Tuesday, November 30, 2010

So Close I Can Taste It!

Wow do I have a lot to catch you up on! (I think my new found focus is paying off.)

Since my last post where I finished the frame I have applied planks to the hull and deck; built up the rails; installed the nose and tail blocks; sanded it all down to a final form; experimented with epoxies; researched bamboo and linseed oil as materials for my next prototype; investigated automation techniques; performed a feasibility analysis; and bought a plunge router to carve out a slot for the center fin box. Phew!

What follows is mostly a photo essay of these activities. Let me know if you have any questions; want to learn more; or go surfing! I can best be reached via email.

The finished frame over the top of the hull planks before gluing them up.

Gluing up the planks for the deck & hull.

Getting the outline.

Figuring out where to put the glue.

Hull planks are now attached with the curvature most noticeable in the "floating" tail.

Time to decorate the workbench.

All done!

Ready for action!

The nose squared off with the belt sander to receive the nose block later.

Plank sandwich made with the crusts cut off.

Clamping the first rail lamination.

Yeah, the first rail lamination is done. I got a lot better at this over time doing both sides at once and turning the board on its side so the glue would stop running off.

Ooops! Missed a few steps with the camera, but you can see the finished rail laminations on both sides in the left photo with my combo square for measuring for installing the nose block at right.

Here I'm using a thin piece of wood to make a natural arc outlining the nose.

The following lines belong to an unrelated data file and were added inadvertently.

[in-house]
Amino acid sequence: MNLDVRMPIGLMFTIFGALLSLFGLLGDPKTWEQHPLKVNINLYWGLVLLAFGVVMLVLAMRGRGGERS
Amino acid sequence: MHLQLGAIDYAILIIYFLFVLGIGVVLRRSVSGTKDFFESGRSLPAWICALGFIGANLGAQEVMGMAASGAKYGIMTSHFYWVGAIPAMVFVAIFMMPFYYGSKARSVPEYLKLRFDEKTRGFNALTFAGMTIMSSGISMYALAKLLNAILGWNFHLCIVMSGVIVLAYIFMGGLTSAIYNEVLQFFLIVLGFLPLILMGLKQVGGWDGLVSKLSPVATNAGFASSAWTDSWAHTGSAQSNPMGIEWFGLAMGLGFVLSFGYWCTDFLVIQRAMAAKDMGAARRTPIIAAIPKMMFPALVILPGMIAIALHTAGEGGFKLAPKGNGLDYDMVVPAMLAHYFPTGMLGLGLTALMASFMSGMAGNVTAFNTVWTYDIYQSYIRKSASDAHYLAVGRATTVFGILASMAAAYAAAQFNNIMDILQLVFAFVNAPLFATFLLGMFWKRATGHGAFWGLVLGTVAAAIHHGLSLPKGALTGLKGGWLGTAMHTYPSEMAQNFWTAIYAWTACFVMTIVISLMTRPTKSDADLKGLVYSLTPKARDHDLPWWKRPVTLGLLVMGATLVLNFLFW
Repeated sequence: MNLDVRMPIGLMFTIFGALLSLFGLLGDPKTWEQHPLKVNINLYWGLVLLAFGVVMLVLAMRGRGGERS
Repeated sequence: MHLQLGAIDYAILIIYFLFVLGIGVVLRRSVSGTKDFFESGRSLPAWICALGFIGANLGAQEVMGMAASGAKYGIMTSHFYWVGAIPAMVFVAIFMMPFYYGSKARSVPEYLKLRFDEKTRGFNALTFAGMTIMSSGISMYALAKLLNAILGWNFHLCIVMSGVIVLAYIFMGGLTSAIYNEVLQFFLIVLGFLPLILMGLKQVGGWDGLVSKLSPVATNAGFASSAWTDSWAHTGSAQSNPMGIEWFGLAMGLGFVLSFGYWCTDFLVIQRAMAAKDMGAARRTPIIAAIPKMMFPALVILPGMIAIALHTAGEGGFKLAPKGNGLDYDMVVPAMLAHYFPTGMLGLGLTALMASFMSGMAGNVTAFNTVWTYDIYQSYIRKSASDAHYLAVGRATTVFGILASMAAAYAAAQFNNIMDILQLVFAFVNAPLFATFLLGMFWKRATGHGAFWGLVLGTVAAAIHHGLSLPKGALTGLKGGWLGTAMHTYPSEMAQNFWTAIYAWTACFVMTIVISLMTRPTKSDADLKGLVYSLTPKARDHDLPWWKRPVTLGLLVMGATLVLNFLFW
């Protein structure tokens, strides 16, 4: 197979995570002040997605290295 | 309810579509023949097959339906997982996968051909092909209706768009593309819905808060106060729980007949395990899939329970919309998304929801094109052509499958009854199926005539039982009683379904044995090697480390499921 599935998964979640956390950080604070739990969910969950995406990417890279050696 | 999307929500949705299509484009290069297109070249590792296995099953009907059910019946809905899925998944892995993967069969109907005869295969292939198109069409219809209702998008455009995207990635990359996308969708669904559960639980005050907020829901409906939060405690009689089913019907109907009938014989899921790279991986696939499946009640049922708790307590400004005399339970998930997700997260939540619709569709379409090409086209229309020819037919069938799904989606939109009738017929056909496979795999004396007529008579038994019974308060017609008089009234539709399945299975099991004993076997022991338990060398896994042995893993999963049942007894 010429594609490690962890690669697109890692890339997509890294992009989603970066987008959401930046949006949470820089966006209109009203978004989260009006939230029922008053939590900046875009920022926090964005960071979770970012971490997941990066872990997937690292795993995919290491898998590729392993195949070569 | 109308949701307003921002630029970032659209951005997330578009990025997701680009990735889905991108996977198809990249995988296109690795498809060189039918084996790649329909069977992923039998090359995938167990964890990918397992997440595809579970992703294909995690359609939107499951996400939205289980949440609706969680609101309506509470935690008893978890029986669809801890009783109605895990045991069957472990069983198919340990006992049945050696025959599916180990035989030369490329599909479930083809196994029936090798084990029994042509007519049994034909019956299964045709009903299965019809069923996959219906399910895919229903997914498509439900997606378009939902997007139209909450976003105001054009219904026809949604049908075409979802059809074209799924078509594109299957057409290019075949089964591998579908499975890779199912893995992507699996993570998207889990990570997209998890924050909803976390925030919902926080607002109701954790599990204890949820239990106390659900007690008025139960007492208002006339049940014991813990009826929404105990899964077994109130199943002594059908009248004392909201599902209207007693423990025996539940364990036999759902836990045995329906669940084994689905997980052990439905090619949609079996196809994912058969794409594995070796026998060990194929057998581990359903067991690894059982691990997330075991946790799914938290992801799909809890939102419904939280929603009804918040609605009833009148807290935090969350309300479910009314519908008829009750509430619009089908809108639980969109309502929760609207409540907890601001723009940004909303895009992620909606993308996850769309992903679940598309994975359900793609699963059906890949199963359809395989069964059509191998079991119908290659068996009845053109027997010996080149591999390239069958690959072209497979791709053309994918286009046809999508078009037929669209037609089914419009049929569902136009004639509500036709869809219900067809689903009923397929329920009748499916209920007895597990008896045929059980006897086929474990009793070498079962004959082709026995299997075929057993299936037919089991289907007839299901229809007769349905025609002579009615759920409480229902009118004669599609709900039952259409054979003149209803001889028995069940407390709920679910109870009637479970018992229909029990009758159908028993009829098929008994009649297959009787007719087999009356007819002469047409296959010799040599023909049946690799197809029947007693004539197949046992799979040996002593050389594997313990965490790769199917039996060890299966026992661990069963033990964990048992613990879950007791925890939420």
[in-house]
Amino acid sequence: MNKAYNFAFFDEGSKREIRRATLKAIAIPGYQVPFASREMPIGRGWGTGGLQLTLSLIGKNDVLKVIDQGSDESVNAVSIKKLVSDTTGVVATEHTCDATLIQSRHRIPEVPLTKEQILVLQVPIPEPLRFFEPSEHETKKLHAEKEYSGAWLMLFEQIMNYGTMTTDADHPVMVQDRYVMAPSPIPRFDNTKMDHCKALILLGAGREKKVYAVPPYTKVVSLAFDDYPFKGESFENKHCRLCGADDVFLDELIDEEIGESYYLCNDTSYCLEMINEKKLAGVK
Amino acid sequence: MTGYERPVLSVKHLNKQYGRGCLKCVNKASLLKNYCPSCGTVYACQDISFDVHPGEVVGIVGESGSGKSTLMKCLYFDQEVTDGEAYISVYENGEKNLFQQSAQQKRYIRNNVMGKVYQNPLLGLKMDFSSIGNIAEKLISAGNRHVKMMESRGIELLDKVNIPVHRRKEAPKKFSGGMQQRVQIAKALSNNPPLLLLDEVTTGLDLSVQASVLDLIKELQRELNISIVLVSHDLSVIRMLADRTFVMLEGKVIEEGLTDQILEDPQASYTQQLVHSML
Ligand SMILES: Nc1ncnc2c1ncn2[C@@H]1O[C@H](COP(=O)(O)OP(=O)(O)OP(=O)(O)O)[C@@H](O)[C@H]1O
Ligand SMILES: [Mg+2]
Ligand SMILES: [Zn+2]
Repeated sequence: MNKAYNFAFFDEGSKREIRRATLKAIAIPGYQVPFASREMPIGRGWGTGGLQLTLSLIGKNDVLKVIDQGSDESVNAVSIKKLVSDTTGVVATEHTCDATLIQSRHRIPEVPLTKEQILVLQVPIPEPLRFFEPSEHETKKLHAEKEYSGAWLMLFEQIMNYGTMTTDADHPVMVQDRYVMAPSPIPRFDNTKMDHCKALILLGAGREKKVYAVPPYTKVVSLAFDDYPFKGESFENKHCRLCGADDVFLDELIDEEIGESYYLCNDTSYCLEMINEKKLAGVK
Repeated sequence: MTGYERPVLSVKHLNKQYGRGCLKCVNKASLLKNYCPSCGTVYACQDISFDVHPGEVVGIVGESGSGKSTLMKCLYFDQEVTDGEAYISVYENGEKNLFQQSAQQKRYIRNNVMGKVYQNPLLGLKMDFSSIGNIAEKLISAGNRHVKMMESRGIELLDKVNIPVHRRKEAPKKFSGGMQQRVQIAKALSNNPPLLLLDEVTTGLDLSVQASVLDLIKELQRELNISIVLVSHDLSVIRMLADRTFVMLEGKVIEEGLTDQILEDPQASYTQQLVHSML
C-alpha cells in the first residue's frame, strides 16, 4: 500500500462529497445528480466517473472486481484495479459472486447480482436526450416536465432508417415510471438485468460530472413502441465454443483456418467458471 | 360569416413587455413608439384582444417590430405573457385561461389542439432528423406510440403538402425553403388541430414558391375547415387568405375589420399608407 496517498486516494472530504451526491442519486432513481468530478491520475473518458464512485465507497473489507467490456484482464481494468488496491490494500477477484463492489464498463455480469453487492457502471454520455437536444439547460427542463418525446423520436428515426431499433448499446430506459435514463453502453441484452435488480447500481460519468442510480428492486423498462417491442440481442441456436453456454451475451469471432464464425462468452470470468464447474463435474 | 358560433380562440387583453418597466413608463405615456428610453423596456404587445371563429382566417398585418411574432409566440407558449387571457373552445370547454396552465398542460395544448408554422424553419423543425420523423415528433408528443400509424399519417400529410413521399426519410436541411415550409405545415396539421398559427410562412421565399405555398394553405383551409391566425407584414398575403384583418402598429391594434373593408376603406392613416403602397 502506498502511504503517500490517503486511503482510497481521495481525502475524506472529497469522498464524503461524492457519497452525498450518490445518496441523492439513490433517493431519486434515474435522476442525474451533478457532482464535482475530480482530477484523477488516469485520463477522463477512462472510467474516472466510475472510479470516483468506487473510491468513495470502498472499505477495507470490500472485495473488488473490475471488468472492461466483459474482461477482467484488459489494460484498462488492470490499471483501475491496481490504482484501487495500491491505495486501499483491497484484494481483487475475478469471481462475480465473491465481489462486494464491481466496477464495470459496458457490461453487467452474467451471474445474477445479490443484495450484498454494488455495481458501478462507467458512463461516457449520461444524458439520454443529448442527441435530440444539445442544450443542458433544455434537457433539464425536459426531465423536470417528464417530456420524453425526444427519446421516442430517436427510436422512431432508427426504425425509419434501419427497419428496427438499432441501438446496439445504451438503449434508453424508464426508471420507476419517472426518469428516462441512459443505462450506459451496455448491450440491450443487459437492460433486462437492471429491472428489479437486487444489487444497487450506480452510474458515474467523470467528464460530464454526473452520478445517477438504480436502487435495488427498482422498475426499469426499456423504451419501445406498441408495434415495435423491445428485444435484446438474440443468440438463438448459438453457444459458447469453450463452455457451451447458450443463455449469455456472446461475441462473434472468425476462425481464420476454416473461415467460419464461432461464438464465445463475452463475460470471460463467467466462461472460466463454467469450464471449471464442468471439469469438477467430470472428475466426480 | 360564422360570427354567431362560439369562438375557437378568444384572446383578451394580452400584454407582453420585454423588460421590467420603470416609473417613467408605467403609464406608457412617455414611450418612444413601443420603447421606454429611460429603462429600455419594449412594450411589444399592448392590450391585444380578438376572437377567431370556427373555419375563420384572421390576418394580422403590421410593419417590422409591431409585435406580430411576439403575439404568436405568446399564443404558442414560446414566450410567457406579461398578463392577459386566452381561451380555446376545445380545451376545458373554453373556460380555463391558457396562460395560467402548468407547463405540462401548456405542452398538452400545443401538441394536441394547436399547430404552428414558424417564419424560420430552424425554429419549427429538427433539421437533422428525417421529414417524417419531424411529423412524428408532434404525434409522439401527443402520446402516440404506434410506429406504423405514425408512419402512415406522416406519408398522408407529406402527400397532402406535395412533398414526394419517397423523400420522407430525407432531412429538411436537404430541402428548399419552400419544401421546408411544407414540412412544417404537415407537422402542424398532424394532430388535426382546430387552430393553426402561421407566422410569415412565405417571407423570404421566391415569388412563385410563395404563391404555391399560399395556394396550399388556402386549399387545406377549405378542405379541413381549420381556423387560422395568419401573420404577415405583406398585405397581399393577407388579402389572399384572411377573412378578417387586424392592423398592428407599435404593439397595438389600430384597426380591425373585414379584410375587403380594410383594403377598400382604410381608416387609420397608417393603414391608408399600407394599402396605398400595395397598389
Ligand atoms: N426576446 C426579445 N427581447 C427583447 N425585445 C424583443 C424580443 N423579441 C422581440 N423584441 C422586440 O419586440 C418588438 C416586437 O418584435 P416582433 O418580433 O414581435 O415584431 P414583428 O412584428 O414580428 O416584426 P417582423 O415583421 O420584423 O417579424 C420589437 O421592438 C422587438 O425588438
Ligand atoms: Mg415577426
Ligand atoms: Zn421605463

And here's the rough nose after my trusty jigsaw was done with its work.

After a first pass with the belt sander. Note the Ryobi sponsorship. They make surprisingly good and cheap tools.

I didn't take pictures of the tail block installation, but here you can see the initial blending of the tail into the rails, hull & deck planks. That's my dog Evie wishing I'd pet her more often.

Stay tuned for the next post documenting the final shaping of the board and the installation of the fin box, vent and leash plug...

Tuesday, March 30, 2010

Finishing the Frame

Over the past several weeks I have finished the frame, talked to a number of people about how I'm going to waterproof the finished board and decided to make the envelope of the board entirely out of cedar. Cedar is nice because it has natural water and insect resistance qualities; it's abundantly available here in the Northwest; and the local tribes revere it for its spiritual significance.

In the spirit of previous posts the following photos and descriptions show how this thing is being built and just how complicated this project I've decided to take on really is.

New tools! A Japanese saw for cutting the tabs of the ribs off where there protrude beyond the rail braces as you can see above to the right of the chisels(!). I bought a new set of chisels to cut the notches from the nose and tail blocks that you'll see later.

On the left you can see the little tab of rib that sticks out past the rail braces. The rail braces are the bent strips of wood that serve as the outline of the board and to which I'll glue the rail material later.

Below are the nose and tail blocks cut out from some 3/8" thick scrap I had left over from making the stringer. The notches for receiving the rail braces have yet to be cut. The shape of these doesn't have to be perfect, but it has to be close. I used the tri-square (below on the right) to get approximate dimensions and then layout the design for the blocks on the wood.

Next I had to chisel out some of the block material to receive the rail braces. You can best see the outline of one of the channels on the lower-right piece of wood.

Here I've clamped the tail block piece down while I cut out the notch. I'm about half-way through this one. Only seven more to go. :-)

And this photo shows the tail blocks after they've been glued to the stringer with the clamps holding the newly epoxied rail braces into the notches.

And in this shot you can see the nose blocks being glued to the stringer using a clamp arrangement similar to what I used for the ribs.

I'm getting so close now I can taste it! The epoxy on the stringer-side of the nose blocks has dried, solidly connecting them. So now I'm attaching short nose braces to either side, clamping them down and inward while the epoxy dries. The near side has already glued up nicely.